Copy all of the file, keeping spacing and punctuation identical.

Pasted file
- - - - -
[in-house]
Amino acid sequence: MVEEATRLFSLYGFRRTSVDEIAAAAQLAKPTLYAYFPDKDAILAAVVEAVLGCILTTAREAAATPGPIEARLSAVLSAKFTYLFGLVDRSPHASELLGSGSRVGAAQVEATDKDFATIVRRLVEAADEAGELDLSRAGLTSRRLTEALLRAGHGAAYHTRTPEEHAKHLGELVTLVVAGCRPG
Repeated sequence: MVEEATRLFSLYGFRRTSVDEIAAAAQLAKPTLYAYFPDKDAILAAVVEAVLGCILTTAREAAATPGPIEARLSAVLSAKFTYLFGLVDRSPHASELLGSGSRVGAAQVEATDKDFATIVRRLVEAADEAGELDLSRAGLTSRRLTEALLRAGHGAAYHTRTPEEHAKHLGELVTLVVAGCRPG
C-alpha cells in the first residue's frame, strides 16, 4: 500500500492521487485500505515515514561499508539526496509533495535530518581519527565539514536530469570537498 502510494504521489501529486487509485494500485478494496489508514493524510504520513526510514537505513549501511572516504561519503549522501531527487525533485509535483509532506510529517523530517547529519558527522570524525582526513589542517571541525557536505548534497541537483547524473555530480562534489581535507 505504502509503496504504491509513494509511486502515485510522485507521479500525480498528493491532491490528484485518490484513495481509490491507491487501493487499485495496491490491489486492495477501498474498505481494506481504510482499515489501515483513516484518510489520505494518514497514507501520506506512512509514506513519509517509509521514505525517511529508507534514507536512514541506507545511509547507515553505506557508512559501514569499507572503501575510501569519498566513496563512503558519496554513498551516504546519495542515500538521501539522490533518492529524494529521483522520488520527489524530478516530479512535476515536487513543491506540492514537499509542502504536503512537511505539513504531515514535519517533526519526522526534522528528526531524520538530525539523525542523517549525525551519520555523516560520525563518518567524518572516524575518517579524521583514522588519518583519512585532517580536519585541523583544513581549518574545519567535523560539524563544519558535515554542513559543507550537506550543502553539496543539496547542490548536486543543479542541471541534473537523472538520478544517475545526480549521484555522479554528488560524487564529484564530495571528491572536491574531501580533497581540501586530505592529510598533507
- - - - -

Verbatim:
[in-house]
Amino acid sequence: MVEEATRLFSLYGFRRTSVDEIAAAAQLAKPTLYAYFPDKDAILAAVVEAVLGCILTTAREAAATPGPIEARLSAVLSAKFTYLFGLVDRSPHASELLGSGSRVGAAQVEATDKDFATIVRRLVEAADEAGELDLSRAGLTSRRLTEALLRAGHGAAYHTRTPEEHAKHLGELVTLVVAGCRPG
Repeated sequence: MVEEATRLFSLYGFRRTSVDEIAAAAQLAKPTLYAYFPDKDAILAAVVEAVLGCILTTAREAAATPGPIEARLSAVLSAKFTYLFGLVDRSPHASELLGSGSRVGAAQVEATDKDFATIVRRLVEAADEAGELDLSRAGLTSRRLTEALLRAGHGAAYHTRTPEEHAKHLGELVTLVVAGCRPG
C-alpha cells in the first residue's frame, strides 16, 4: 500500500492521487485500505515515514561499508539526496509533495535530518581519527565539514536530469570537498 502510494504521489501529486487509485494500485478494496489508514493524510504520513526510514537505513549501511572516504561519503549522501531527487525533485509535483509532506510529517523530517547529519558527522570524525582526513589542517571541525557536505548534497541537483547524473555530480562534489581535507 505504502509503496504504491509513494509511486502515485510522485507521479500525480498528493491532491490528484485518490484513495481509490491507491487501493487499485495496491490491489486492495477501498474498505481494506481504510482499515489501515483513516484518510489520505494518514497514507501520506506512512509514506513519509517509509521514505525517511529508507534514507536512514541506507545511509547507515553505506557508512559501514569499507572503501575510501569519498566513496563512503558519496554513498551516504546519495542515500538521501539522490533518492529524494529521483522520488520527489524530478516530479512535476515536487513543491506540492514537499509542502504536503512537511505539513504531515514535519517533526519526522526534522528528526531524520538530525539523525542523517549525525551519520555523516560520525563518518567524518572516524575518517579524521583514522588519518583519512585532517580536519585541523583544513581549518574545519567535523560539524563544519558535515554542513559543507550537506550543502553539496543539496547542490548536486543543479542541471541534473537523472538520478544517475545526480549521484555522479554528488560524487564529484564530495571528491572536491574531501580533497581540501586530505592529510598533507